With their updated take on the Robin Hood legend, director Ridley Scott and star Russell Crowe may have created this summer’s “Sahara." While it may be early for such harsh assessments, the film’s $237 million budget makes such failure a distinct possibility.
“Robin Hood” probably needs to be number one at the box office not only its opening weekend, but in several subsequent weekends to break even. And while typical blockbusters regularly meet such expectations, “Robin Hood” isn’t typical blockbuster stuff; or maybe it is. Either way, there’s a real danger that word-of-mouth and ever-pervasive internet buzz will kill this film before it reaches profitability. And very quickly. Problem is, for all of its lavish production values and expansive visuals, “Robin Hood” isn’t very entertaining.
I take no exception with the performances; Russell Crowe is as compelling as ever and Cate Blanchett gives a typically dignified, alluring performance. With one minor exception, the supporting players are adequate, as well. “Robin Hood’s” built on a worthwhile premise, too. The story is a prequel to the traditional Robin Hood legend, allowing us to meet Robin Longstride well before any previous film adaptation. The problem starts with a script that’s badly lacking in character development. There’s no joy here either. This “Robin Hood” is all melancholy and gloom, without a hint of Robin’s previous swashbuckling escapades. That’s simply not the Robin we expect.
Moreover, Crowe’s character here is more akin to his character from 2000’s “Gladiator” than from anything ever seen in a “Robin Hood” film. That Spartacus-derived character, although compelling, has little place in this world. Similarly, Blanchett’s Maid Marion has more in common with her character from “Elizabeth” than with the Marion of legend; again, not a particularly good fit. This film also shares a deep thematic vibe with 1995’s “Braveheart”—certainly not the stuff of Robin Hood and his merry men.
“Robin Hood” opens in the late 12th century in the Third Crusade. Robin Longstride and his companions are everyday archers in the army of King Richard the Lionheart. When Richard is killed in battle, Robin and his men decide to return home, not seeing further financial benefit to remaining in the English Army. They are diverted on their way by English traitor Sir Godfrey (Mark Strong), who, on the order of the French King, leads an ambush on Richard’s train, unaware that Richard’s already dead. Robin and his men stumble upon Godfrey’s ambush and drive him away. Afterwards, Robin meets Sir Robert Loxley, a dying knight who was part of Richard’s contingent. Robin hesitantly grants Loxley’s dying wish that his family sword be returned to his wife and blind father in Nottingham.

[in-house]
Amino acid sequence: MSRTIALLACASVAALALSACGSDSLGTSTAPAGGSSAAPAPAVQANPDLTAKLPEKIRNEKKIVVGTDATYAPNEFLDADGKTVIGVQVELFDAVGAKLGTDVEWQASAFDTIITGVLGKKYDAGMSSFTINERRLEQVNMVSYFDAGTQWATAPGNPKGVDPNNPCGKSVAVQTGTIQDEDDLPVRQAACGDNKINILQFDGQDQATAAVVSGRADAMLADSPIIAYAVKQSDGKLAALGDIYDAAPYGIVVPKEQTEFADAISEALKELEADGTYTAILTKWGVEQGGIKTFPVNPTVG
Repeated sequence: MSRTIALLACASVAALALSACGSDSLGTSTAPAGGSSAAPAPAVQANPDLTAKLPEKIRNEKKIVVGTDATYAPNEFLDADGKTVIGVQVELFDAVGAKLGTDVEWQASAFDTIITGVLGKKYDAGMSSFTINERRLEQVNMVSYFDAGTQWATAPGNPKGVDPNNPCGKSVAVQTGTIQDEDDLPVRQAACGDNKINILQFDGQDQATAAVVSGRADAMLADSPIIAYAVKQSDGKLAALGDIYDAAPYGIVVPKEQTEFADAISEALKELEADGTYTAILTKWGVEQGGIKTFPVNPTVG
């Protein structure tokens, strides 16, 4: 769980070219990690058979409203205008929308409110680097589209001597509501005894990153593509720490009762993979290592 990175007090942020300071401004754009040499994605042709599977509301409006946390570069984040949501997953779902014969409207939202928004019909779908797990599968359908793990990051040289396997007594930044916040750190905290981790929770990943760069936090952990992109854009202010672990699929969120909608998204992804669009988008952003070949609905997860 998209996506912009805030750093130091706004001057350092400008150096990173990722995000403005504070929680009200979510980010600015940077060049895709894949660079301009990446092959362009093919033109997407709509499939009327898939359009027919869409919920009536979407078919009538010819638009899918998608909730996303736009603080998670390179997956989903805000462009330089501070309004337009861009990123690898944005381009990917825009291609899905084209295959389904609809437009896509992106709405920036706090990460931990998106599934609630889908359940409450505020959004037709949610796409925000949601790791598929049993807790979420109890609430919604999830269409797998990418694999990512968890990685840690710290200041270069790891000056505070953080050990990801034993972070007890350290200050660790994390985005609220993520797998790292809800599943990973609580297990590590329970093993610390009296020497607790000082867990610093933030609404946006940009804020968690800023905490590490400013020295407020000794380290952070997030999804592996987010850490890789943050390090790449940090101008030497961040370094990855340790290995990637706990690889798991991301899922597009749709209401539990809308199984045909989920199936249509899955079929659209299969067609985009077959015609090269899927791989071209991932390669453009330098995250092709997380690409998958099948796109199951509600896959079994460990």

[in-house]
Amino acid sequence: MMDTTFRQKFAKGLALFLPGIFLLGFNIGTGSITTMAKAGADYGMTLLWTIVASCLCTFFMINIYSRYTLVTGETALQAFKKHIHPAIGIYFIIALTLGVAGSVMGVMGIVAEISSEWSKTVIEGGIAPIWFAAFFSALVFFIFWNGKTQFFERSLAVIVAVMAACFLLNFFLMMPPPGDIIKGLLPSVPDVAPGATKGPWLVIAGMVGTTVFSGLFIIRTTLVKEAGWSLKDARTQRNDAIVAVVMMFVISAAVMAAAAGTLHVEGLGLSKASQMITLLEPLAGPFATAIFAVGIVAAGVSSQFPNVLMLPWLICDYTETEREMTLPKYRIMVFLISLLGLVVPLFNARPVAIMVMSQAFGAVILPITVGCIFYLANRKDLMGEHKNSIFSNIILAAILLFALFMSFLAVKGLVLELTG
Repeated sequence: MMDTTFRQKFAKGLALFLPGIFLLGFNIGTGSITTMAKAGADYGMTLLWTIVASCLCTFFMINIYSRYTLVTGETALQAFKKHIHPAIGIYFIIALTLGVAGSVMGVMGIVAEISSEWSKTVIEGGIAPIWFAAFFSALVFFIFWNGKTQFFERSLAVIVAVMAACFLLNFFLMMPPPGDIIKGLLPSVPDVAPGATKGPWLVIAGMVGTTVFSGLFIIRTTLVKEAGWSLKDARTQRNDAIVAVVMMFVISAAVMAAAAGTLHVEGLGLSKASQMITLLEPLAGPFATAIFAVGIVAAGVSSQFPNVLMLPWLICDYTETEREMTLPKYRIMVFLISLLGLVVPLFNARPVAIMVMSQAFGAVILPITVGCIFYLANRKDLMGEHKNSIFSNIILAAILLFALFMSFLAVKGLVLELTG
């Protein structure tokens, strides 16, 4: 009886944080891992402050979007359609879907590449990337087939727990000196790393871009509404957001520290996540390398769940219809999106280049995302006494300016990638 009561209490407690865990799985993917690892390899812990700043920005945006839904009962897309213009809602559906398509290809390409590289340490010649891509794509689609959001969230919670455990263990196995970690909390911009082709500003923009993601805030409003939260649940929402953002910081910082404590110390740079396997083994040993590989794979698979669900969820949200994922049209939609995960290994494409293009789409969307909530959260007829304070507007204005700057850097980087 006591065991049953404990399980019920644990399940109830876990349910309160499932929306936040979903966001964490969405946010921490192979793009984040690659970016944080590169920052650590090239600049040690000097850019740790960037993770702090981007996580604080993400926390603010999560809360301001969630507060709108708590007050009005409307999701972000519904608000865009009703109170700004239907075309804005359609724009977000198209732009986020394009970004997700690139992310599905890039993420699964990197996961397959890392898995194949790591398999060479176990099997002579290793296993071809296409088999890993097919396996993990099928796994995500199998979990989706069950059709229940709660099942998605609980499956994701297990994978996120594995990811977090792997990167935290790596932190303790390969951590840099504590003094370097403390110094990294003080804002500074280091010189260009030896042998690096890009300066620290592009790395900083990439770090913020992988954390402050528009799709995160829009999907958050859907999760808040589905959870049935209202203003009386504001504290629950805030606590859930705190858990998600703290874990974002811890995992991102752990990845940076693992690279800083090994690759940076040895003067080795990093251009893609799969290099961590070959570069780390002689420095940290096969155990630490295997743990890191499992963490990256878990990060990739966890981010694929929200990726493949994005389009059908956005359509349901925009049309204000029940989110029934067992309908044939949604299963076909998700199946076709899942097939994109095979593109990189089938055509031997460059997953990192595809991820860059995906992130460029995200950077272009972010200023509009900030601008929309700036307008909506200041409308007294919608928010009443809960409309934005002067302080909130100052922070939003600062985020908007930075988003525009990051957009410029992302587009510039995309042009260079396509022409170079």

Robin’s men accompany him to Nottingham and there he meets Loxley’s father, Walter (Max Von Sydow), and the formidable Marion, Loxley’s widow. Walter takes an instant shine to Robin—so much so that he fraudulently declares Robin to be his son Robert, victoriously returned from war. That declaration not only makes Robin Walter’s heir, but also Marion’s husband. Needless to say, Marion’s none too pleased. That changes throughout the film’s course, but by the time Robin and Marion share their obligatory screen kiss and exchange “I love yous,” I’d long since stopped caring.
“Robin Hood’s” workable plot is ultimately overwhelmed and sabotaged by battle sequences that are both pervasive and intrusive. To be sure, those sequences ring with authenticity, but add nothing to the film’s overall resonance. They play more like interludes meant to bridge the story structure above with the film’s historical authenticity and to add the requisite dose of summer action.
Only in the closing moments, well after John, Richard’s malevolent brother, has assumed the thrown; after Robin and his men have again gone to war—this time on John’s behalf—do we glimpse the Robin Hood we know. Robin serves King John well on the battlefield, helping the young king maintain his throne, but John repays him by declaring Robin an outlaw. Moreover, John also reneges on his promise to the English people to sign the Magna Carta, fueling public hatred for John and public sympathy for Robin Hood.
Supposedly, if “Robin Hood” turns a satisfactory profit, there will be a sequel. I should think Scott and Crowe have sufficient clout to push a sequel through regardless of the numbers. Certainly, if “Robin Hood” does indeed bomb, that sequel would be significantly scaled back; however, that might prove an advantage. A significant stripping of these battle sequences and enhanced focus on dialogue, characterization and humor—enhanced focus on story—would only make a sequel stronger. Such a sequel might be forced, then, to bring this character closer to his swashbuckling roots, making the film, potentially, immanently more watchable.
Conversely, this first film amounts to a $237-million pretty picture that may find limited appeal among hardcore history buffs; general audiences, though, will likely leave the theater underwhelmed.